Joined at the Hip: Deterrence, Productive Capacity, and Ukraine

Joined at the Hip: Deterrence, Productive Capacity, and Ukraine

The Western response in Ukraine has revealed crucial American and Western vulnerabilities in the re-emergence of defense industrial warfare in the new international powerplays.

Ukraine’s defensive war against Russia, if successful, is going to have an impact every bit as epochal as Iraq’s 1991 eviction from Kuwait or Argentina’s forced departure from the Falklands in 1982, to name just a few salutary lessons delivered to aggressive states. 

Over the years, crises big or small have periodically defined the international “system” for good or ill. Think also of Suez Crisis in 1956, or the 1938 capitulation to Adolf Hitler at Munich.

Does the current yearlong response by Ukraine’s allies, most of them grouped in NATO, have a similarly defining effect? To be sure, the Western response has delivered economic pain to Russia, and critically important intelligence and munitions to Ukraine. But do the results add up to a convincing display of deterrence and resolve? 

The Western coalition in Ukraine is seen as also deterring China from attacking neighboring countries, notably China’s “renegade province,” Taiwan. But is it doing that? The answer is mixed, not least because the spotlight we have put on our response in Ukraine has revealed crucial American and Western vulnerabilities. 

The weaknesses lie in the re-emergence of defense industrial warfare in the new international powerplays. The year-long war in Ukraine has spawned profligate artillery and rocketry duels, in numbers not seen since the last world war.

After a year’s fighting, keeping ammunition stocks and fighting vehicles sufficiently plentiful and routinely upgraded seems the challenge which will determine the course of the war and its outcome. For months, drone footage and satellite imagery have shown us leveled cities and pock-marked fields, recalling artillery and bomb-scarred moonscapes of the first and second world wars.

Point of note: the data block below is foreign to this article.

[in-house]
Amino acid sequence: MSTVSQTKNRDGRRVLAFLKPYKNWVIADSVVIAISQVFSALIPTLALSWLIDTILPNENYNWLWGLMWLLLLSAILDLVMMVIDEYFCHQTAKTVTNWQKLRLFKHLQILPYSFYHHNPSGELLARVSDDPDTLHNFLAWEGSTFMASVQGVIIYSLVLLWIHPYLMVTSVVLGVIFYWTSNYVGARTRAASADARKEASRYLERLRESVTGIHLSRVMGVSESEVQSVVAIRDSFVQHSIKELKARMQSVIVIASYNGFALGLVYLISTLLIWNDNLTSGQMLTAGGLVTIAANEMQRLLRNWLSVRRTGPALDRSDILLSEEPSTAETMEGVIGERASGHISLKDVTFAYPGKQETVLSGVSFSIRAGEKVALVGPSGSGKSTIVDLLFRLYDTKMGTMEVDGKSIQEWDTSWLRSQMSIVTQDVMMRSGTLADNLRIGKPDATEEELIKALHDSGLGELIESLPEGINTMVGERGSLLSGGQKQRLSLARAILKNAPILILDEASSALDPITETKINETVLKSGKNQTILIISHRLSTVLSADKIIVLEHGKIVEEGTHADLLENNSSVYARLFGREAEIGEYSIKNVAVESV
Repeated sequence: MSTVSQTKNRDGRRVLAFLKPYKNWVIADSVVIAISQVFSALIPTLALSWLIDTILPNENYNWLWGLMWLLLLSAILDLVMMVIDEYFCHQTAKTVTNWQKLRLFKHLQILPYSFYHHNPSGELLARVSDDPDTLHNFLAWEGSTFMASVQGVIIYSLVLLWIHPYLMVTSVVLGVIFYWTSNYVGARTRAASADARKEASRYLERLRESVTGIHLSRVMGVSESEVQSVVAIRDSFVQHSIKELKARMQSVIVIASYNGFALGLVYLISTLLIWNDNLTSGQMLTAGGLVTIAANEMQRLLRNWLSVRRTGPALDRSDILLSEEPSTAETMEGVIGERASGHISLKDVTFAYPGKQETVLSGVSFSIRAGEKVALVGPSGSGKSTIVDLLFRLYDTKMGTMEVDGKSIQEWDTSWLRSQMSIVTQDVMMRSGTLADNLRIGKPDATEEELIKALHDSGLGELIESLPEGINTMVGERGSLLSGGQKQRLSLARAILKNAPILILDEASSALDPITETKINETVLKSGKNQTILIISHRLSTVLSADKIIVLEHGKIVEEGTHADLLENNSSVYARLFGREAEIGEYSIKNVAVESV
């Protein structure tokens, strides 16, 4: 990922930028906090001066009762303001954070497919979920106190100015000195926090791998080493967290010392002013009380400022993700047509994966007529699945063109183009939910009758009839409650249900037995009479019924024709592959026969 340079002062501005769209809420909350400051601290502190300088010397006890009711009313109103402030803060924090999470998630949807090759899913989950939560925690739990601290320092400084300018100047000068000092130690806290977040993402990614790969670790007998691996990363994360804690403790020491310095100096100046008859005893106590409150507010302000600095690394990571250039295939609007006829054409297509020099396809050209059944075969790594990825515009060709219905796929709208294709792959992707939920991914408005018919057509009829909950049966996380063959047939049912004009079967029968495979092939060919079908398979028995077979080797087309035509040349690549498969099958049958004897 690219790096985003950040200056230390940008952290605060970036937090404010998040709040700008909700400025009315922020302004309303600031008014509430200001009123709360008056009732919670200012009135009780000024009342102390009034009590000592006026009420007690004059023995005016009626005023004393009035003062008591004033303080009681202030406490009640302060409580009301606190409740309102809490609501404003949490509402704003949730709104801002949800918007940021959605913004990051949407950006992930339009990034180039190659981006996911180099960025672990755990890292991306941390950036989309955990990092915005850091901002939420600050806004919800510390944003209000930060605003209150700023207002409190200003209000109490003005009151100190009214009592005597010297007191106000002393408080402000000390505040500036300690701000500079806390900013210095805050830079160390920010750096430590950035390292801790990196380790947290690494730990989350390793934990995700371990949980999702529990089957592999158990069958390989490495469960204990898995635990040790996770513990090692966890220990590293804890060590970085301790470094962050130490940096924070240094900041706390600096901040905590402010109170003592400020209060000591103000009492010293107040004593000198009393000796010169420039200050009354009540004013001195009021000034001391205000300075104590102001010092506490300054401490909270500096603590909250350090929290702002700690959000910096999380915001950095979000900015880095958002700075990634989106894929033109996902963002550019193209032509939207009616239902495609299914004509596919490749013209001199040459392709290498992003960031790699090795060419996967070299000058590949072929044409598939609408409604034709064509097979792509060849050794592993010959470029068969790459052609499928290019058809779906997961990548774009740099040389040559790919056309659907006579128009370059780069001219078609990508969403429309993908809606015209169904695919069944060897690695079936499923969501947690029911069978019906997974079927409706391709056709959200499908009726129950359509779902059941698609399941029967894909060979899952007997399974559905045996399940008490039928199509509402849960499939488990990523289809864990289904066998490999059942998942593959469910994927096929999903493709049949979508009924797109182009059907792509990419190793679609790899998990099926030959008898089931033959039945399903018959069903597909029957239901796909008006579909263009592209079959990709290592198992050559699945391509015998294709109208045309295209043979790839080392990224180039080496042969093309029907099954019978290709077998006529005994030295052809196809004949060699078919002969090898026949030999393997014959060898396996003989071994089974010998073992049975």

In November, the U.S. Department of Defense calculated that Russia was firing 20,000 artillery shells a day. The numbers expended by the Ukrainians had meanwhile reached up to 7,000/day. With these rates of fire, stocks are becoming exhausted, on both sides. For Ukraine’s allies, there is also a draining effect. How can stockpiles be reliably replenished to keep the Ukrainians in the field?

The challenge must not be minimized. In December, the Royal United Services Institute said that Russia, in just two days of that month, had used more ammunition than that contained in the entire stock of the British military. And while the United States has much larger stockpiles of weapons and munitions, the Pentagon recently decided to boost six-fold the production of critically important 155-millimeter shells. Just ten days of fighting in January had outpaced current production. 

This explains the Pentagon’s searching high and low for stores of munitions. It has sought munitions from Israeli and South Korean stockpiles, straining to keep up with Ukrainian demand. The Pentagon’s chief acquisition officer, Bill Laplante, put it succinctly a few months ago: “[Ukraine] has focused us ... on what really matters, and what matters is production.”